A high-speed, seasonal daily boat service (running between 10 June and 1 October) was introduced in 2011 linking Sochi with Gagra, where it is possible to enter Abkhazia being in possession of a Clearance (see above) indicating the Psou border crossing. The boat leaves at 9:00am from Sochi's Morskiy vokzal (sea port) (boarding time: 08:00am) and arrives at 10:30am. In the other direction, it leaves from Gagra at 7:00pm (boarding at 6:00pm), a one-way ticket costs 500 rubles, in Sochi it has to be bought at least one day before leaving, for the way back though, it can be bought on board. From the Gagra port, just walk 100 metres ahead to the main road to catch a bus for travelling onwards.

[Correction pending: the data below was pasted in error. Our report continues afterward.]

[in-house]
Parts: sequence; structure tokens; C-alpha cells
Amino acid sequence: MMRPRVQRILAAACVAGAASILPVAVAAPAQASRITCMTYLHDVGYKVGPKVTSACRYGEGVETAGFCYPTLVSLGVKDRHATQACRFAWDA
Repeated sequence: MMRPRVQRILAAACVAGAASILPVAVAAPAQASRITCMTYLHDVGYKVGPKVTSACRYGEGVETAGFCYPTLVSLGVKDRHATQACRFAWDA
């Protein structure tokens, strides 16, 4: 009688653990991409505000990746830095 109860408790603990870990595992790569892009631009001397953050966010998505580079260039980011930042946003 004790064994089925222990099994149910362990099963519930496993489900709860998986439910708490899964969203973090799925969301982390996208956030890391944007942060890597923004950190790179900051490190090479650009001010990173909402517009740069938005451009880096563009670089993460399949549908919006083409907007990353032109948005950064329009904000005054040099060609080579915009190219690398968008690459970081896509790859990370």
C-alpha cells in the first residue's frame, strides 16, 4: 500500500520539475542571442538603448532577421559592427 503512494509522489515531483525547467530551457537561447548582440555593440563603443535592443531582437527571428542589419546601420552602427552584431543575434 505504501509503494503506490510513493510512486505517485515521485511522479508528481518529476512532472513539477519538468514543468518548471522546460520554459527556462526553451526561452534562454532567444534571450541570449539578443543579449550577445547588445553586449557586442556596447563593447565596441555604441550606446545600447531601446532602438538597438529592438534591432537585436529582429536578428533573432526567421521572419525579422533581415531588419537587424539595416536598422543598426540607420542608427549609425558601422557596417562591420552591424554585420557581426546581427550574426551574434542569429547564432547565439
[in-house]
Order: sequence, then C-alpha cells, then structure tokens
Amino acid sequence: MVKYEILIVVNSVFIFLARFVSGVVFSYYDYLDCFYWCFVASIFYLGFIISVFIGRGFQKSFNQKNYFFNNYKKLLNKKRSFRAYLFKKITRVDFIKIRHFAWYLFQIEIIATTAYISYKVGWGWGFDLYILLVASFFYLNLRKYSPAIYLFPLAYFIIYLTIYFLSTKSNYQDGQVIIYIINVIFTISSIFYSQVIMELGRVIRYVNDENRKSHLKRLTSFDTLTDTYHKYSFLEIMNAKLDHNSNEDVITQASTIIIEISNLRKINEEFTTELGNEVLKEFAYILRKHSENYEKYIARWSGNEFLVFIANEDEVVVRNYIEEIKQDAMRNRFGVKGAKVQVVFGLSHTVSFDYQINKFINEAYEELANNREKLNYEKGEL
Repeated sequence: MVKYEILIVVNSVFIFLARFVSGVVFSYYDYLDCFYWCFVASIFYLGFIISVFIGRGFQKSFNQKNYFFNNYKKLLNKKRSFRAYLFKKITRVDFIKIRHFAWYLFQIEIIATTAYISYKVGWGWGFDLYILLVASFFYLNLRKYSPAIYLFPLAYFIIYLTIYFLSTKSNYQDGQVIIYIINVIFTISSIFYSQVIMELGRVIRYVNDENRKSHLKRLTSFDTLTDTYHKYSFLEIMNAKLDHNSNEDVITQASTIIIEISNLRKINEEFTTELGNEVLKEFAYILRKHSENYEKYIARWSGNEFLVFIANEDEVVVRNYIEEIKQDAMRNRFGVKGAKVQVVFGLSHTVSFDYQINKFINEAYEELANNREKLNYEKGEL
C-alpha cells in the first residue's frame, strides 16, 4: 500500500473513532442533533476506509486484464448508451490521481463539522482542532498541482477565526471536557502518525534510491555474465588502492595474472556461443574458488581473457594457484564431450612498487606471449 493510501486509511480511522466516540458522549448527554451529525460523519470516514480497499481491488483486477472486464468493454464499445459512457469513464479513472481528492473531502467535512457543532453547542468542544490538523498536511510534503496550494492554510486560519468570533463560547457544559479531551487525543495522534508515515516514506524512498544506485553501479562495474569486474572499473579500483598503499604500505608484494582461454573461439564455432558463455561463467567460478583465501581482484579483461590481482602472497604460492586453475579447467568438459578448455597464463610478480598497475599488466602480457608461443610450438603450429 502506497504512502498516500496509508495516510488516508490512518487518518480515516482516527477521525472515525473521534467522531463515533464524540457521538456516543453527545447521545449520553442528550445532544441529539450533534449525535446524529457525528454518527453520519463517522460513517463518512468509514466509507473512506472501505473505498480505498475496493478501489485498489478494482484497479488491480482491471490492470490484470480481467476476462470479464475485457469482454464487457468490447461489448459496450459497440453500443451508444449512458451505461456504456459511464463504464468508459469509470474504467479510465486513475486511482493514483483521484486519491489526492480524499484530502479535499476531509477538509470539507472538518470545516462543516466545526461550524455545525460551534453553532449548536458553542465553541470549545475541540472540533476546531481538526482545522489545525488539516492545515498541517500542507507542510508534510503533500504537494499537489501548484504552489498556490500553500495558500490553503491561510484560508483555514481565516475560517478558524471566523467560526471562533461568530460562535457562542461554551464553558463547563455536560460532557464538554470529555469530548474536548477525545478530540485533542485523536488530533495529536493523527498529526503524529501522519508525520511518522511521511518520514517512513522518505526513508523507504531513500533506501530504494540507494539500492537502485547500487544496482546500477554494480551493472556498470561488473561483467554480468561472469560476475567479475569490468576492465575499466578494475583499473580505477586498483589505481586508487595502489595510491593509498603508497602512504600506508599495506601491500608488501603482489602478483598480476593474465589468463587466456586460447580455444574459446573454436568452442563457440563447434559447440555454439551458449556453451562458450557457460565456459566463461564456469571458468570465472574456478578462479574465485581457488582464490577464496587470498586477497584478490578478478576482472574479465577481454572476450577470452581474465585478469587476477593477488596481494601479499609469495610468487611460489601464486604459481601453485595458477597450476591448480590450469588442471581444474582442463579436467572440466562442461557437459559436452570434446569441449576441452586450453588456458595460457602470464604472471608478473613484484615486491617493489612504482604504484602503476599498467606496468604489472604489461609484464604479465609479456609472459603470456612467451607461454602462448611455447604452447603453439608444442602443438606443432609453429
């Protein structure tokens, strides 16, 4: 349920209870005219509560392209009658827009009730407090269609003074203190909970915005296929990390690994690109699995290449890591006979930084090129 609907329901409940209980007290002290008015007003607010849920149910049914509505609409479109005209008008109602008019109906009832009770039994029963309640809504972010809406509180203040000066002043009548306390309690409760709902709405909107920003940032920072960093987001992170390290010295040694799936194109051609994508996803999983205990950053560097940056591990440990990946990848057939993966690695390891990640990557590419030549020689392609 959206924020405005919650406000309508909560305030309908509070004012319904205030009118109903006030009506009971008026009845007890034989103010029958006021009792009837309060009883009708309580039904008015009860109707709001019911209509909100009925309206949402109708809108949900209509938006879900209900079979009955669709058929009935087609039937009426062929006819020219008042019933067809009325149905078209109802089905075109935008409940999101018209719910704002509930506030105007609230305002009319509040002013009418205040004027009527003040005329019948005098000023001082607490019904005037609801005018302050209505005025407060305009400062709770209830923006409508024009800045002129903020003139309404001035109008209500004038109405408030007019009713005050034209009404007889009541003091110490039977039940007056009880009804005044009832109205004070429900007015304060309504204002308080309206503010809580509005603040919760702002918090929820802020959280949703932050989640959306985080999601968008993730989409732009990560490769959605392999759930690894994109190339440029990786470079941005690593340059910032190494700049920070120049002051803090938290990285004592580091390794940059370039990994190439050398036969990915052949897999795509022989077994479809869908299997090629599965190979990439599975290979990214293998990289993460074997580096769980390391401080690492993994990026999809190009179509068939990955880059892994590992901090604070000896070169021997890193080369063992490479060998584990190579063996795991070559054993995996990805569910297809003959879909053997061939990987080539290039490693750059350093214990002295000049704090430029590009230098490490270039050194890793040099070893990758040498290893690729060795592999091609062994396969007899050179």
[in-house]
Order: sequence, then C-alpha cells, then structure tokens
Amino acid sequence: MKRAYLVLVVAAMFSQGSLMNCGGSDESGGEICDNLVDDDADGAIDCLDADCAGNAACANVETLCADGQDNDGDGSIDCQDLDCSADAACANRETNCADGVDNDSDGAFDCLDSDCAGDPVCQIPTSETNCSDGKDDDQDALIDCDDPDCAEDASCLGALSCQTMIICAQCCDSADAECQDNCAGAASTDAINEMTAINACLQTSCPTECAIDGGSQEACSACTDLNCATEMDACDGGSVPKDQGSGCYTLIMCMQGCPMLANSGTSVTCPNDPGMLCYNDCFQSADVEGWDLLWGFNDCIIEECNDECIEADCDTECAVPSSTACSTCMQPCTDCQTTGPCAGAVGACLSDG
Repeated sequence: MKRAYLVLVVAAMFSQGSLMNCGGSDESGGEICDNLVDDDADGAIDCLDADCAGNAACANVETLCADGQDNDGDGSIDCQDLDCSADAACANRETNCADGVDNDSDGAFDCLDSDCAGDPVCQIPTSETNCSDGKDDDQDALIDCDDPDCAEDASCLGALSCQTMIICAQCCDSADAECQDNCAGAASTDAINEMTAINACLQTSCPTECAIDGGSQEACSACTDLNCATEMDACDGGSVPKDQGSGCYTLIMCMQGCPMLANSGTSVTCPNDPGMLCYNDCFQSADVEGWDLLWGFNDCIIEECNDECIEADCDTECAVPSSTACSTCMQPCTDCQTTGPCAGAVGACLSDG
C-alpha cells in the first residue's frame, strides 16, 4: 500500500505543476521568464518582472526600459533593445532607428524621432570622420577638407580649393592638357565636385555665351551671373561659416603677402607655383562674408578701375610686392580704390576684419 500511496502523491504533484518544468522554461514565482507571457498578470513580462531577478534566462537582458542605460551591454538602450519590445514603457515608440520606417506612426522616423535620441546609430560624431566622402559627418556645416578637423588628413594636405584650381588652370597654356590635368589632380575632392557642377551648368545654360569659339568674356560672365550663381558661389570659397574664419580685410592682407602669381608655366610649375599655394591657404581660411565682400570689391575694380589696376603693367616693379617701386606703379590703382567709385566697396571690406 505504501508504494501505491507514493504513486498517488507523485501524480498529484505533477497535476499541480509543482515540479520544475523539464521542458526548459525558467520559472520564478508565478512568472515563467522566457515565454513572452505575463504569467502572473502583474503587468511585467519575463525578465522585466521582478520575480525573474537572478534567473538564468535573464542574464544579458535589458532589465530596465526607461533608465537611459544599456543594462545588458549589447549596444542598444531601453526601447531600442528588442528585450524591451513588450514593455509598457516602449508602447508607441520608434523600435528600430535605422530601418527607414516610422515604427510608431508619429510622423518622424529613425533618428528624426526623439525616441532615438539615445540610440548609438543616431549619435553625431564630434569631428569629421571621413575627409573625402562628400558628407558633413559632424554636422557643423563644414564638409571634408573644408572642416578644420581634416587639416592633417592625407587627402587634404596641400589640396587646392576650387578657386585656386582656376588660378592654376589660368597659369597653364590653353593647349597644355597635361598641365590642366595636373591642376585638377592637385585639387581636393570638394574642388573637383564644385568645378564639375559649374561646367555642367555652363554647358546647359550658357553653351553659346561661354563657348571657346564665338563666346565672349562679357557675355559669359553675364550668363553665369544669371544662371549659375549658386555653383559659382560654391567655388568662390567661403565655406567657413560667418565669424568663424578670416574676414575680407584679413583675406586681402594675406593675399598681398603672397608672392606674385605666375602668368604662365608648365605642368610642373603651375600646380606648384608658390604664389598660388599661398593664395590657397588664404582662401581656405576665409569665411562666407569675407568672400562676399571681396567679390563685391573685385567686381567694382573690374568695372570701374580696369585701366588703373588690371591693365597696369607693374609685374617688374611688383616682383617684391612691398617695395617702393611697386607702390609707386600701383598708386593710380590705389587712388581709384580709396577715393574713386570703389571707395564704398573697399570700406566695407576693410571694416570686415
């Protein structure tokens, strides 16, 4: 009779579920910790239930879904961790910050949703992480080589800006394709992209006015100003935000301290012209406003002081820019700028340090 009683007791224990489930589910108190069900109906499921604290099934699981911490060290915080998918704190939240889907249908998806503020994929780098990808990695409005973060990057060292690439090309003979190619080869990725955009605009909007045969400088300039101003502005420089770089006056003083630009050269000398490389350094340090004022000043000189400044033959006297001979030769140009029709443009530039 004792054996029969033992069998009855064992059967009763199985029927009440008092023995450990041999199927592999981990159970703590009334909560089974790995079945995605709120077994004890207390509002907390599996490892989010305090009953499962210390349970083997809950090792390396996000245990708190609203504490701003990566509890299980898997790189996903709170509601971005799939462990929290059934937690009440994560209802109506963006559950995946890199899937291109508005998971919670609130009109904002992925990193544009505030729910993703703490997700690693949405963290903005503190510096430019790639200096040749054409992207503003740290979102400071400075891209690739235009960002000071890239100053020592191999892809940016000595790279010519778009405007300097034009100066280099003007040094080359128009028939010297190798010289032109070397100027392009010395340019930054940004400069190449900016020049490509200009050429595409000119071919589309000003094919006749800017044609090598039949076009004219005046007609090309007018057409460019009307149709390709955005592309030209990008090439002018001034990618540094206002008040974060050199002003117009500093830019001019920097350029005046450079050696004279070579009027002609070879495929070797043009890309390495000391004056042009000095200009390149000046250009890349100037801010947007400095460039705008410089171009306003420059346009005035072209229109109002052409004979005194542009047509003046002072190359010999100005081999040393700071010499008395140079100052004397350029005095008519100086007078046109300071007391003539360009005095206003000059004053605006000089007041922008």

Visitors may also use taxis for travel within the country. Many taxi companies provide special rates for sightseeing. There are a number of travel agencies providing excursions to the mountains using jeeps / four wheel drive cars.
There are frequent buses and marshrutka along the coastal road between Psou and Sukhumi. You will find a bus timetable at the Sukhumi Bus Station (in front of the train station). Twice daily suburban trains run from Gagra to Psou and on to Adler.
Entering from Russia is more "user-friendly" . This border is crossed by hundreds of people every day. However, you will need a double-entry Russian visa. However, it may be possible to be issues a Russian transit visa in Sukhumi, but not having the correct Russian visa may prevent you from entering Abkhazia in the first place. The Russian guards do not stamp your passport at this border and they may question you about having already used up your double-entry visa - it shouldn't cause you any problems, and don't give into any demands for bribes.